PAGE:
The historic Old Town Portland - Chinatown area is were it all began in 1853 when William Overton and Asa Lovejoy filed a land claim for a parcel of land on the banks of the Willamette River. They saw that it had commercial potential as a portbecause of its access to the Pacific Ocean by way of the nearby Columbia River. It was originally known as Stumptown because of all the tree stumps left from clearing the land of timber.
Today it is a well-preserved and vibrant part of downtown Portland.
The market is just a fun place to go on a Saturday or Sunday in Portland. (Yes, it is held both days.) You will find vendors selling craft items, jewelry, home decor, clothing, and lots of food. Portland is famous for its food carts and you will find a lot of them here on the weekends. You can easily get to Saturday Market on MAX and I highly recommend this because of parking. Learn more about Saturday Market.
This is the area where the Saturday Market is held but it is worth a visit on week days just to see some of Portland's old architecture. Portland has the second largest collection of cast iron-fronted buildings in the United States. (New York City has the largest.) Much of Portland was constructed during the period when iron building fronts were popular. About 20 buildings in Old Town remain that have these facades but much was saved by architecture enthusiasts when some buildings were demolished. These pieces of cast iron were used to enhance the Skidmore Fountain area.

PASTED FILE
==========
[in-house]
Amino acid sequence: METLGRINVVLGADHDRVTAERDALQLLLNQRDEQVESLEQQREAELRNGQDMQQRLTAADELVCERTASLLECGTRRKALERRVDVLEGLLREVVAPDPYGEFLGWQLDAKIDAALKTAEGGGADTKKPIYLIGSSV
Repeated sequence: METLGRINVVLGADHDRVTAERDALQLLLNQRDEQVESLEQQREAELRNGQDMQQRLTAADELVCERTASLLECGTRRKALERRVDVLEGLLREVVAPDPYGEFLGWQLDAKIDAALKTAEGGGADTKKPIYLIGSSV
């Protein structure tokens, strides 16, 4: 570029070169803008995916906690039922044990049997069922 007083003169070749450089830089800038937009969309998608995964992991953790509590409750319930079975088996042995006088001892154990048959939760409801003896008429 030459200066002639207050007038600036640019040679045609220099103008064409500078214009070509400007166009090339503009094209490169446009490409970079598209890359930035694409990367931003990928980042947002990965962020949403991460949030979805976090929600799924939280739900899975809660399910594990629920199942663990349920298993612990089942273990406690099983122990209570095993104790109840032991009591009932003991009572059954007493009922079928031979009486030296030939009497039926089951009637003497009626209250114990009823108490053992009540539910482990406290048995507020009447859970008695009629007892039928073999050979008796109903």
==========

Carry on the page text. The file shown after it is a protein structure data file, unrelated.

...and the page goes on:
I think I know why people say Portland is weird. How many places in this world will you find a half-block-long line of people waiting to get inside a doughnut shop at ten o'clock at night? Where will you find a shop selling doughnuts in the shape of a voodoo doll complete with stake in the heart? Or find doughnuts named "Old Dirty Bastard" or "Dirty Snowball" and people who can hardly wait to buy one? Yes, a visit to VooDoo Doughnut is in order when you are in the area and be prepared to buy a box full. "The magic is in the hole."
There are tunnels underneath Old Town/Chinatown connecting the basements of many of Portland's old buildings. It is said they were built as an easier way to transport goods from ships docked on the Willamette River. Others say they were used to "shangai" innocent men to serve as sailors on merchant ships or women to be sold into prostitution. Perhaps all of this is true but some make much of what they say was Portland's dark side because it makes a good story. You can take a tour of parts of the tunnels. Other parts are closed off and not accessible. It is a glimpse of life in the 1800's that most people don't see. I won't go into whether or not the tunnels are haunted. Some swear that they are.
Noel Zia Lee
There is a China Gate at the entrance to Chinatown at NW 4th Avenue and W Burnside. The lamp posts are painted red and the street signs are printed in both English and Chinese. There are more than 20 Chinese businesses or restaurants in the area.